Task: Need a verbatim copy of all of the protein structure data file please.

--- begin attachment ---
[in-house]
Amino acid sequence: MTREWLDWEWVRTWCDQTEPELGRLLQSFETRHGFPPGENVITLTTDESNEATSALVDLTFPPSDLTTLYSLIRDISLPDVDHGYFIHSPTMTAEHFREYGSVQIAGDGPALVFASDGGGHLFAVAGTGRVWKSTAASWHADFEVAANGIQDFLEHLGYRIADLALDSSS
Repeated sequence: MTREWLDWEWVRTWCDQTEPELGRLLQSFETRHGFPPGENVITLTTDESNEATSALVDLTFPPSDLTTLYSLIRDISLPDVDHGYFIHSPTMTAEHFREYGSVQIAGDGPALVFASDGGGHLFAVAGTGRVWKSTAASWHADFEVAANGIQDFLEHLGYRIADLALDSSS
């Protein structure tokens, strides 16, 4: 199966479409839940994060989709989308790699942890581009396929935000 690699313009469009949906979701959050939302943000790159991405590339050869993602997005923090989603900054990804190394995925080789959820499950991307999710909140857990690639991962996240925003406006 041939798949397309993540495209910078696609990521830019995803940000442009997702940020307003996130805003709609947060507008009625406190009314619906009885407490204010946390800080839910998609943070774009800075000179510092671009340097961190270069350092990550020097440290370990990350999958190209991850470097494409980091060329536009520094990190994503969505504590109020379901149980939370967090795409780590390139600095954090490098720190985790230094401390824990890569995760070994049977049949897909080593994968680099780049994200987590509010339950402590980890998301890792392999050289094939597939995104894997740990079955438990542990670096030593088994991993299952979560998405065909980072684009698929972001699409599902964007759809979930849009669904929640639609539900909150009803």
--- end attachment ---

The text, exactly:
[in-house]
Amino acid sequence: MTREWLDWEWVRTWCDQTEPELGRLLQSFETRHGFPPGENVITLTTDESNEATSALVDLTFPPSDLTTLYSLIRDISLPDVDHGYFIHSPTMTAEHFREYGSVQIAGDGPALVFASDGGGHLFAVAGTGRVWKSTAASWHADFEVAANGIQDFLEHLGYRIADLALDSSS
Repeated sequence: MTREWLDWEWVRTWCDQTEPELGRLLQSFETRHGFPPGENVITLTTDESNEATSALVDLTFPPSDLTTLYSLIRDISLPDVDHGYFIHSPTMTAEHFREYGSVQIAGDGPALVFASDGGGHLFAVAGTGRVWKSTAASWHADFEVAANGIQDFLEHLGYRIADLALDSSS
């Protein structure tokens, strides 16, 4: 199966479409839940994060989709989308790699942890581009396929935000 690699313009469009949906979701959050939302943000790159991405590339050869993602997005923090989603900054990804190394995925080789959820499950991307999710909140857990690639991962996240925003406006 041939798949397309993540495209910078696609990521830019995803940000442009997702940020307003996130805003709609947060507008009625406190009314619906009885407490204010946390800080839910998609943070774009800075000179510092671009340097961190270069350092990550020097440290370990990350999958190209991850470097494409980091060329536009520094990190994503969505504590109020379901149980939370967090795409780590390139600095954090490098720190985790230094401390824990890569995760070994049977049949897909080593994968680099780049994200987590509010339950402590980890998301890792392999050289094939597939995104894997740990079955438990542990670096030593088994991993299952979560998405065909980072684009698929972001699409599902964007759809979930849009669904929640639609539900909150009803």